By Sergiy Karazy and Matthias Williams
KIEV (Reuters) - The black-robed Orthodox clerics sit in a line under an icon in one of Ukraine's oldest monasteries, mixing up batches of hand sanitizer to distribute to the poor and the needy.
Wearing purple disposable gloves, the clergy and students in the 11th-century Vydubychi complex concentrate as they follow the recipe set out by World Health Organization and use sterilised gear to fill row after row of plastic bottles.
The monastery in Kiev started the operation after hearing people were struggling to get enough sanitizer to protect themselves against the coronavirus, Roman Holodov, head of the social assistance department at the Orthodox Church of Ukraine, said.
"People are in a panic, especially poor people who have no access to sanitizers," he told Reuters.
Hundreds of bottles filled with clear liquid are boxed up in a room that used to be a Sunday school.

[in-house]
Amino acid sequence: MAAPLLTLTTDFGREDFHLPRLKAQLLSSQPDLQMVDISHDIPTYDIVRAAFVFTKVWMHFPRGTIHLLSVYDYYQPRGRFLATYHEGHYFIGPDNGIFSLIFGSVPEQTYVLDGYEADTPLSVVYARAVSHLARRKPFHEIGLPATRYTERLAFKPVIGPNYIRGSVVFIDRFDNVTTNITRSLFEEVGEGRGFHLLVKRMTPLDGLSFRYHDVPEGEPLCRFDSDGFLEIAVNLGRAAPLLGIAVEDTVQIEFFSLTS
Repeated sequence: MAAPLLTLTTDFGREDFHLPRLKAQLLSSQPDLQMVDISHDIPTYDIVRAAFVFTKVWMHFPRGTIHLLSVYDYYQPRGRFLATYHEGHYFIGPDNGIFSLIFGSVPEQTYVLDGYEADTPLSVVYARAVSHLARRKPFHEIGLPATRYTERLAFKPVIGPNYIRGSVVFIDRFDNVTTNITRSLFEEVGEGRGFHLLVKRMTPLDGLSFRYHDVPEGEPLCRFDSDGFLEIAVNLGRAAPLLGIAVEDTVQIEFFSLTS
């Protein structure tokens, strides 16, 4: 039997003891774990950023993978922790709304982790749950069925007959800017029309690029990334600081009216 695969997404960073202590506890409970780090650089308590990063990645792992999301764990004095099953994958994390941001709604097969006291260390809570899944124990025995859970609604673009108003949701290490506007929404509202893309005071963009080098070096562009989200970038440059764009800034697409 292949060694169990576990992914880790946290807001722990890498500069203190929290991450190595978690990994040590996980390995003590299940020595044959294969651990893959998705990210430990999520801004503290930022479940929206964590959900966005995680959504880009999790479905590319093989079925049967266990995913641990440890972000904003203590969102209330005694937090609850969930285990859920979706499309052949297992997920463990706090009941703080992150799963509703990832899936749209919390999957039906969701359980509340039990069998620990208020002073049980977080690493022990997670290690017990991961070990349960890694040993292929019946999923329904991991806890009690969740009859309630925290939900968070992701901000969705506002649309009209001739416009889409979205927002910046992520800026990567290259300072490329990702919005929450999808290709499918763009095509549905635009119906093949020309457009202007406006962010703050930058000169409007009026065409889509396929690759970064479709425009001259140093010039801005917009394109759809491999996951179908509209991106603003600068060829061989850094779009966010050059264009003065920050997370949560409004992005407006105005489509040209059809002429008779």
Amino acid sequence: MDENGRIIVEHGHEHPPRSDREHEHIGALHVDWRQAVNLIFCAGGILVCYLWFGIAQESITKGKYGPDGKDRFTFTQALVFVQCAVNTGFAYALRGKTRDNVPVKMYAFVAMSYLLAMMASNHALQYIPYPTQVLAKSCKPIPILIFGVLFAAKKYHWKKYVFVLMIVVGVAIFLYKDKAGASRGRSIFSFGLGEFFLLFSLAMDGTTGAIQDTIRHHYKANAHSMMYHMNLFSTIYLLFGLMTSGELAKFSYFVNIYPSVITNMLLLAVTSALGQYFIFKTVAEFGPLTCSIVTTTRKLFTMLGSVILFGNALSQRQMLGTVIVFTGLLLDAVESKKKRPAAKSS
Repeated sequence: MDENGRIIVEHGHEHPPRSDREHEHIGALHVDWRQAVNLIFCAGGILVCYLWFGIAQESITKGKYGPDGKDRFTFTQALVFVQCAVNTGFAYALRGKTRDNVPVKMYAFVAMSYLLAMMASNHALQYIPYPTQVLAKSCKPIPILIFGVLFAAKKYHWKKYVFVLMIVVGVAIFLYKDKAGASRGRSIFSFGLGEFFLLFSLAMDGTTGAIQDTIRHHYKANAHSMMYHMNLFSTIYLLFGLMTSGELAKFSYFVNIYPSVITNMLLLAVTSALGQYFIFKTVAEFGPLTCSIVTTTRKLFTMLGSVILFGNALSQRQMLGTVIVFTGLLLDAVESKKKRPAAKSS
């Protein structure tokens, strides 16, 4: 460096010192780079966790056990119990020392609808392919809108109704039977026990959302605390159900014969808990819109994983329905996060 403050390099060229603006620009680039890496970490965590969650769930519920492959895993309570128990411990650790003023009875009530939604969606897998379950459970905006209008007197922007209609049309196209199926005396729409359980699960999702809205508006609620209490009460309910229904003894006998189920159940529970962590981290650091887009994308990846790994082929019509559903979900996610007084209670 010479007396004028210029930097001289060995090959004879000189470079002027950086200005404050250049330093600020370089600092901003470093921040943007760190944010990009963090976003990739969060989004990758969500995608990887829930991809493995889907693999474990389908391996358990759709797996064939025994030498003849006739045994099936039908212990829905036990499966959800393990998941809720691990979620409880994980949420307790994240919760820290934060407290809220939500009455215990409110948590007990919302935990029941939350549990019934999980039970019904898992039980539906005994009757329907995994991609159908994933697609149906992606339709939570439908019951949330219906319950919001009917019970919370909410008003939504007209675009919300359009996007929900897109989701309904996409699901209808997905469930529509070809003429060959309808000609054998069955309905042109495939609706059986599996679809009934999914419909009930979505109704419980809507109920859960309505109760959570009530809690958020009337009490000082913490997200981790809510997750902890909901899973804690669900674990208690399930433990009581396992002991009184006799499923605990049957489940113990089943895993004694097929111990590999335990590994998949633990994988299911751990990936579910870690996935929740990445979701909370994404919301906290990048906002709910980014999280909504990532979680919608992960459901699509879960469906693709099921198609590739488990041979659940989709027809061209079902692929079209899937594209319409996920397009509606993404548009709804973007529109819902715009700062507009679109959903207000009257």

They are then sent to destinations scrawled on a whiteboard - cities from Odessa in the south to Mariupol in the east, close to the frontline of Ukraine's simmering conflict with Russian-backed separatists.
Churches across the denominations have started adapting to the coronavirus which at the last count has infected 73 people in the country and killed three.
The Orthodox Church of Ukraine and the Ukrainian Greek Catholic church broadcast Sunday services online to comply with restrictions on gatherings. Priests have asked the faithful to stop kissing crosses or relics.
Sviatoslav Shevchuk, the Major Archbishop of the Greek Catholic Church, delivered his sermon in the Cathedral of the Resurrection of Christ of Sunday. The chairs were mostly empty, but more than 20,000 people watched on YouTube.
The spoon he used to administer communion to the few worshippers who were present was disinfected after each use.
"At our request, at our call, people stayed at home. And in my opinion, it shows their Christian and civic sense of responsibility," he told Reuters after the service.
"I am a former doctor myself. And I understand the drama that a doctor faces when he has to decide who should live and who should die because of a single banal reason - that there are no means to save everyone."
(Editing by Andrew Heavens)